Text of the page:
The Bulkeley Hotel
“Grade I listed property with views across to Snowdonia” - AA Inspector
BEAUMARIS, ISLE OF ANGLESEY
Our Inspector's View
A Grade I listed hotel built in 1832, The Bulkeley is just 100 yards from the 13th-century Beaumaris Castle in the centre of town. Friendly staff create a relaxed atmosphere. Refreshments and meals are served throughout the day in a choice of bars, a coffee shop, the fine dining restaurant and bistro. The well-equipped bedrooms and suites, some with four-posters, are generally spacious, and have pretty furnishings. Many of the rooms have fine panoramic views across the Menai Straits to the Snowdonian Mountains.
Awards, Accolades & welcome Schemes
Facilities – at a glance
- En-suite rooms: 43
- Family rooms: 3
- Free TV
- WiFi available
- Children welcome
- Christmas entertainment programme
- New Year entertainment programme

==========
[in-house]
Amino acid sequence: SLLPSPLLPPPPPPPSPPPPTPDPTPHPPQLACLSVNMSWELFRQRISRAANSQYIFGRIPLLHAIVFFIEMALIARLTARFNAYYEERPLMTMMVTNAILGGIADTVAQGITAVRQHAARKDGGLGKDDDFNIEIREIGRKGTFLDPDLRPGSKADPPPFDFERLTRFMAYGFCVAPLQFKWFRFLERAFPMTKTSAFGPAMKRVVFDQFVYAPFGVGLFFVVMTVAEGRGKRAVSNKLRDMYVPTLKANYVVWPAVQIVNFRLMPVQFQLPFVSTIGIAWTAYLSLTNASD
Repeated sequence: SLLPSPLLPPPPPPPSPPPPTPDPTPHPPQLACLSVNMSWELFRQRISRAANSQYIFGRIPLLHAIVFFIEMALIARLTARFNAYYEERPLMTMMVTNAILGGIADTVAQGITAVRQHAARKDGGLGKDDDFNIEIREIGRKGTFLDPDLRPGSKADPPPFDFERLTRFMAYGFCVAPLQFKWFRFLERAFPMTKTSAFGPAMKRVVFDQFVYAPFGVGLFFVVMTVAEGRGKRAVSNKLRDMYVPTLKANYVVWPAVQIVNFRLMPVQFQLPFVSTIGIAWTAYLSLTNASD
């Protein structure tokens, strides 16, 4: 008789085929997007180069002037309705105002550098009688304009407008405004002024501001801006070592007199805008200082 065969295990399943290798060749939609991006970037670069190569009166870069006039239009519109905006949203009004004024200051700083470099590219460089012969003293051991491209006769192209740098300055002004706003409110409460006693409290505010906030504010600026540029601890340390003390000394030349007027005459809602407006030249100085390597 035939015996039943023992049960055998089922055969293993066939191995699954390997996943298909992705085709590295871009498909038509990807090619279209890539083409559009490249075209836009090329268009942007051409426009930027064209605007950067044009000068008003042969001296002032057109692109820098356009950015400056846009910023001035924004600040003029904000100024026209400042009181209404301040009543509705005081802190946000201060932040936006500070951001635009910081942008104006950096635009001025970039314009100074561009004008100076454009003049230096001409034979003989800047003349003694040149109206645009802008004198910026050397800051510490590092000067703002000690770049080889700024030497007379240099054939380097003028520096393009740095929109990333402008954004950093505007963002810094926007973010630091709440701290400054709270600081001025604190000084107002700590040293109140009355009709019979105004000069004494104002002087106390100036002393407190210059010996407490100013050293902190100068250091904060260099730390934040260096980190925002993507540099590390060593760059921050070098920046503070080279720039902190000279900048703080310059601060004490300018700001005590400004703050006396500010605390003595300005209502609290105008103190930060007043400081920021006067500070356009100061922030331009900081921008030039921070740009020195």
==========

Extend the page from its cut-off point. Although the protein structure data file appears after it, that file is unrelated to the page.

- Lift available
- Night porter available
- Outdoor parking spaces: 25
- Accessible bedrooms: 4
- Walk-in showers
- Single room, minimum price: £45
- Double room, minimum price: £70
- Open all year
- Maximum number of guests: 100
Also in the Area
About The area
Discover Isle of Anglesey
Some of the oldest rocks in Britain form the 125-mile coastline of the 85 square mile Anglesey Area of Outstanding Natural Beauty, which includes Holy Island with its busy port of Holyhead, the terminus for the Dublin ferry. The terrain inland is mainly a fertile plateau worn flat by the action of the sea, with low ridges and shallow valleys, while the sheer limestone cliffs of the east coast and on the north coast at Holyhead Mountain represent some of the most spectacular sea cliffs in Britain.
On the steep northern and eastern cliffs, guillemots, choughs, cormorants and razorbills nest, while on the huge precipice of Gogarth Bay on lighthouse-topped South Stack (Ynys Lawd) on Holyhead Mountain, expert rock climbers now find their sport where local people formerly harvested gulls’ eggs from the vertiginous ledges.
Anglesey has a wealth of prehistoric remains. On the slopes of Holyhead Mountain, a collection of over 50 hut circles and rectangular enclosures, known as Cytiau’r Gwyddelod (Irishmen’s Huts), are thought to date from the Bronze Age and were still in use in Romano-British times, and many finds indicate the wealth of Iron Age culture on the island.
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